Today I’m participating in a Good Friday service that focuses on the seven statements of Jesus as He hung on the cross. The statement I was asked to speak on is “It is finished.” Here’s an excerpt from my homily. I hope it ministers to you.
What does that short declaration, “It is finished,” really mean? What’s behind that statement?
Philippians, chapter 2, contains one of the most astounding and wonderful passages in the entire Bible. In it, we glimpse the heart and attitude of Jesus in his voluntariness to lay aside all the privileges of His Godhood to take on human form. “And being found in appearance as a man,” we’re told, “he humbled himself by becoming obedient to death—even death on a cross.”
That passage deserves extended meditation. He didn’t have to do this. He chose to do it, despite what He would have to endure. He was looking to the end, to the finished task.
At the start of His earthly ministry, he went into the desert. He had nothing to eat for 40 days. Satan came to Him and offered him food, then power, then tempted Him to show off by throwing Himself down from the highest point of the temple and letting angels rescue Him. He resisted all those temptations by quoting the truths of Scripture.
The book of Hebrews informs us that “we do not have a high priest who is unable to empathize with our weaknesses, but we have one who has been tempted in every way, just as we are—yet He did not sin.”
Jesus knew that He had to complete the ministry of reconciliation—the weakness of His human body didn’t keep Him from fulfilling His purpose.
The Garden of Gethsemane—the last opportunity to change His mind. “My soul is overwhelmed with sorrow to the point of death,” He told His disciples. Then He prayed, “Abba, Father, everything is possible for you. Take this cup from Me. Yet not what I will, but what you will.”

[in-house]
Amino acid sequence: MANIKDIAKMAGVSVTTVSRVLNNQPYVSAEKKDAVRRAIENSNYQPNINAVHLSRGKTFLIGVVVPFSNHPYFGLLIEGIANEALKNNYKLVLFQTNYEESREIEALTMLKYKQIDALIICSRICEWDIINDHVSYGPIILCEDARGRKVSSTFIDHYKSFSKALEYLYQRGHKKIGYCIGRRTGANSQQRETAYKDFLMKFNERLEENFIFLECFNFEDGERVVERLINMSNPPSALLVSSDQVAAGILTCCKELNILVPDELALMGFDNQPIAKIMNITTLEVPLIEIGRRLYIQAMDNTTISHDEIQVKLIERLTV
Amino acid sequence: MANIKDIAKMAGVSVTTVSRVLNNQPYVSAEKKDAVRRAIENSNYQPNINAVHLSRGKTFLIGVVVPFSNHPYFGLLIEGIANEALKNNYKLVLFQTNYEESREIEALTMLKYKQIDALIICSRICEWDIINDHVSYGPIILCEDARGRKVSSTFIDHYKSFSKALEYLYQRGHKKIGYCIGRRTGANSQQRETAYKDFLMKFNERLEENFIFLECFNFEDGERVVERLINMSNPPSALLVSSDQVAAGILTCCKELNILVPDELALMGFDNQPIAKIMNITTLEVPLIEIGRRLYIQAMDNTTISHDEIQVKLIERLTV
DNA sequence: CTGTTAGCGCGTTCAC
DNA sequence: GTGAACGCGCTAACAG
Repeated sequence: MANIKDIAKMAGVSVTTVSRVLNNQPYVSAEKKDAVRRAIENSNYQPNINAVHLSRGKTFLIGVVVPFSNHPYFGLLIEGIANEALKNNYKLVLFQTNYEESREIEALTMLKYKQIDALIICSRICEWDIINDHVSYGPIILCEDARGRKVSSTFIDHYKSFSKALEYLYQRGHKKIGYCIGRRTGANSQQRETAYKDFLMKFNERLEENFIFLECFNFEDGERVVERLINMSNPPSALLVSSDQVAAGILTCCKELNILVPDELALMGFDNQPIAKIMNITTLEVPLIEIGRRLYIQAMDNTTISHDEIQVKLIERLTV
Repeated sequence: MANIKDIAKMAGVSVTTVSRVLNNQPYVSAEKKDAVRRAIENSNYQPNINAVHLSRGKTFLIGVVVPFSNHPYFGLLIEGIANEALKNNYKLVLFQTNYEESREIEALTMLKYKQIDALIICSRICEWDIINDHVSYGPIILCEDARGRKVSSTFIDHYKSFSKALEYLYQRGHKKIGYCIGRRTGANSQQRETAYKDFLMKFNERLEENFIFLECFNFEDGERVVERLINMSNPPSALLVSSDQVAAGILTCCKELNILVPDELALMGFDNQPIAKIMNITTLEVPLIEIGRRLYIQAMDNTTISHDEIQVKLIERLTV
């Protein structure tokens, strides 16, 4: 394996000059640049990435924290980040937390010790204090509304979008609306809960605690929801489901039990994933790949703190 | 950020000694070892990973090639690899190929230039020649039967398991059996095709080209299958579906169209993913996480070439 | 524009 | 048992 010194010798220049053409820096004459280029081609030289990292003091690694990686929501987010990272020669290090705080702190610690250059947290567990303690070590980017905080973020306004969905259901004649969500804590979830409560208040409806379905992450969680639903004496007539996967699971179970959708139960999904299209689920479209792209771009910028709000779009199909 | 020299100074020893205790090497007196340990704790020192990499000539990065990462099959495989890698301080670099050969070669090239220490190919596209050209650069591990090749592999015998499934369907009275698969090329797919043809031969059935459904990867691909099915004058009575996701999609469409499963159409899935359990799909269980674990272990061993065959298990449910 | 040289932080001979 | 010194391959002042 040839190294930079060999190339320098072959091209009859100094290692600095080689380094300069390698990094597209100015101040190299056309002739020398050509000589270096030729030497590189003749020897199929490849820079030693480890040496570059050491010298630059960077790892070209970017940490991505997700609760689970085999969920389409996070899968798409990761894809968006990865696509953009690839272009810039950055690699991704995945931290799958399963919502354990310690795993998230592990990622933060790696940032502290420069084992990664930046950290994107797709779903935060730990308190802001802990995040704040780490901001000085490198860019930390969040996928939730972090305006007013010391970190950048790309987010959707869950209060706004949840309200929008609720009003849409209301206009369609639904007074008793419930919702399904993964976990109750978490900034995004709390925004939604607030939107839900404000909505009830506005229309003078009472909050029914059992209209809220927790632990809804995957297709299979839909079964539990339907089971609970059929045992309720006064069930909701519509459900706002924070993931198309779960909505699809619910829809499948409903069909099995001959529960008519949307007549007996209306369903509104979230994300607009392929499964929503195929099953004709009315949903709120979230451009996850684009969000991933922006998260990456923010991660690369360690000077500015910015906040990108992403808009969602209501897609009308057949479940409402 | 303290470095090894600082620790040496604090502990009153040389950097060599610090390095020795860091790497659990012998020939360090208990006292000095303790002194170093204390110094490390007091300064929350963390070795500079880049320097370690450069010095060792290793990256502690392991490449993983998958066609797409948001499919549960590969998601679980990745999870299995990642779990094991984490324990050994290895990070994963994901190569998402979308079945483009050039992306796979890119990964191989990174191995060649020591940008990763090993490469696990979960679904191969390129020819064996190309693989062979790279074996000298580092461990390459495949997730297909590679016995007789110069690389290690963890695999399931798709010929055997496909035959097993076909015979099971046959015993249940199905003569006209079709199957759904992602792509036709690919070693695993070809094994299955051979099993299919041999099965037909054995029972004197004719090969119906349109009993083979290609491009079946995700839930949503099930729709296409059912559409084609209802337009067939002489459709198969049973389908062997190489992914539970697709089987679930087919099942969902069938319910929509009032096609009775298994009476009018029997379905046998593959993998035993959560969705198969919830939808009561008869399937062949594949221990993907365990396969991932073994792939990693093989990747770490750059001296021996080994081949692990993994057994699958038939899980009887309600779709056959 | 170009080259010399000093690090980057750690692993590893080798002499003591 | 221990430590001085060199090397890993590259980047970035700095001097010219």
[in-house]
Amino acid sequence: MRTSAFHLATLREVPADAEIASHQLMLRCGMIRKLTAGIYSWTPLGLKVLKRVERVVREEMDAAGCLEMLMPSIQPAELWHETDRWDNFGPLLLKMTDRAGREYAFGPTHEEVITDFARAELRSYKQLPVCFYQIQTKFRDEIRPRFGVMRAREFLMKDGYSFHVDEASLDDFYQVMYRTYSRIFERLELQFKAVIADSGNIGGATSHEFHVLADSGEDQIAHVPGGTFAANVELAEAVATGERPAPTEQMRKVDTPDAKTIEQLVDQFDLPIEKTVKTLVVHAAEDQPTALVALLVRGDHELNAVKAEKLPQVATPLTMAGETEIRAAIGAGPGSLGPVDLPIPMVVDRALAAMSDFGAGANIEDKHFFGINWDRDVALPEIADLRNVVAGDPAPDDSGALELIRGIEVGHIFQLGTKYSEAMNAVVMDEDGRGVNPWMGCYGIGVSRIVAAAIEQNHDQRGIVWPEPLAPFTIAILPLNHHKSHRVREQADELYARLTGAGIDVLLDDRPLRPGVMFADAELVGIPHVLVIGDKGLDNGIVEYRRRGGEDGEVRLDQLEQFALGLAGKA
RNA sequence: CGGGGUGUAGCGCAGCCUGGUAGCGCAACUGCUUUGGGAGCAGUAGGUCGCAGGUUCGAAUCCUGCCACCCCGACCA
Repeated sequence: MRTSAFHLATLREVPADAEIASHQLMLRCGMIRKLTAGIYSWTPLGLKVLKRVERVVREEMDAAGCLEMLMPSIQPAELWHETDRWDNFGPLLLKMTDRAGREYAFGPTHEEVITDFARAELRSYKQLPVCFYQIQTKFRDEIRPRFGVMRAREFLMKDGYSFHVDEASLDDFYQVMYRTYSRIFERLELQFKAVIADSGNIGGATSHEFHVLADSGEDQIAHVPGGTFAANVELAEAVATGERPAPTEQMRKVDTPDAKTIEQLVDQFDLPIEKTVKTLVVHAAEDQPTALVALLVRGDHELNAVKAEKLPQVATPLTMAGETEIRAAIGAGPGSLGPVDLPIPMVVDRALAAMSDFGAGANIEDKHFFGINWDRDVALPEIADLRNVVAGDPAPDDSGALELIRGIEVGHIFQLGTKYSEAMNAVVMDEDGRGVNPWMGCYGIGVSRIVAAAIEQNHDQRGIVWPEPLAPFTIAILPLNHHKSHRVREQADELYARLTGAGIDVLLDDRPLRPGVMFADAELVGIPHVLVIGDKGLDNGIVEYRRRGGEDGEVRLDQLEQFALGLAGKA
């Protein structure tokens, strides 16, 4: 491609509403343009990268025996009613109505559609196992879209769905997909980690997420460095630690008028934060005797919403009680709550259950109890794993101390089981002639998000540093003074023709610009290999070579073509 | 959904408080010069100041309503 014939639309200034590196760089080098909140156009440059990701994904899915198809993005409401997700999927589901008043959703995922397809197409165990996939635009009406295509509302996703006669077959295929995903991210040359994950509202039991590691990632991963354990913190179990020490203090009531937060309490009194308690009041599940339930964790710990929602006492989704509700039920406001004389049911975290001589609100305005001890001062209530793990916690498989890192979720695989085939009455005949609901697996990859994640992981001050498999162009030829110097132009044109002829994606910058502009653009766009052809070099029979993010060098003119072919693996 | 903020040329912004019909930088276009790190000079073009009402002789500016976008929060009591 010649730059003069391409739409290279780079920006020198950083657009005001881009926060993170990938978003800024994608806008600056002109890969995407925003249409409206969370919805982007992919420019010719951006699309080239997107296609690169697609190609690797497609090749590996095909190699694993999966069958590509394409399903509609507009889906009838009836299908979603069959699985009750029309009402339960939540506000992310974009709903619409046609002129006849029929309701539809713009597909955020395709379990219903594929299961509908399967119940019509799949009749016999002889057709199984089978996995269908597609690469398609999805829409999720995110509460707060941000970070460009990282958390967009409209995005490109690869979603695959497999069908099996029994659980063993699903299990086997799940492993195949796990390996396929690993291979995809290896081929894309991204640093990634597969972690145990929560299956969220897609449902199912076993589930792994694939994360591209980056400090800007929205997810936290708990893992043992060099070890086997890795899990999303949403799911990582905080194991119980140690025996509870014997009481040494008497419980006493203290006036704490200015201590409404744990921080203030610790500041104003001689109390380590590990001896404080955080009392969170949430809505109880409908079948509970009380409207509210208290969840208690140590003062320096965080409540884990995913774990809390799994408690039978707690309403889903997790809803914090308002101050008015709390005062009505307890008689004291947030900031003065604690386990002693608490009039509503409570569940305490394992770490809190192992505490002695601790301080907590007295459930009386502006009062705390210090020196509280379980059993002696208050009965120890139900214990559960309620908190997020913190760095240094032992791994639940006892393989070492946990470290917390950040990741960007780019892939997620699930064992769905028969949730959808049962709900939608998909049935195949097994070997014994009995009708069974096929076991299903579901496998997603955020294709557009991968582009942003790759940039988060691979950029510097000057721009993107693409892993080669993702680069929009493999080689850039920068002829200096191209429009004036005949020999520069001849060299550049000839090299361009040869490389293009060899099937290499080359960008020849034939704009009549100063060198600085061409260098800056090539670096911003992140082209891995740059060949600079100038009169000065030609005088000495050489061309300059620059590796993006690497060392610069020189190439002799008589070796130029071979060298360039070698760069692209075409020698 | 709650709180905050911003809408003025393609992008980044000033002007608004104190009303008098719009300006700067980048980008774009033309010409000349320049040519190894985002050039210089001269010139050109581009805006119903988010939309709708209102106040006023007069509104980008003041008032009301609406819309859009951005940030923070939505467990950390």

The ultimate submission. He was close now to the end. He would see it through.
The scourging—the crown of thorns—the beatings—the carrying of the cross—the spikes through His hands and feet—the slow suffocation.
The Father turned His face away, leaving Jesus to go through the worst agony of all—a separation from the One with whom He had been united throughout all eternity. That separation meant that He now suffered what each human being would suffer if cast away from the presence of God. He literally experienced what hell would be like.
And then the words—“It is finished.”
Jesus had done all He could do to heal the breach between God and man. He successfully completed the task. Nothing more was needed on His end. God’s part in offering us salvation was done, but the work is not truly finished until we respond to what He did for us.
It’s not finished until we see the awfulness of our sins and understand that we, through our rebellion, put Jesus on that cross.
It’s not finished until we come to Him in abject repentance, sorrowful over our selfish, unloving ways.
It’s not finished until we receive by faith what He has accomplished on that cross. When we do all of these things, forgiveness from the heart of a loving God then flows into our lives.
That’s when it will truly be finished.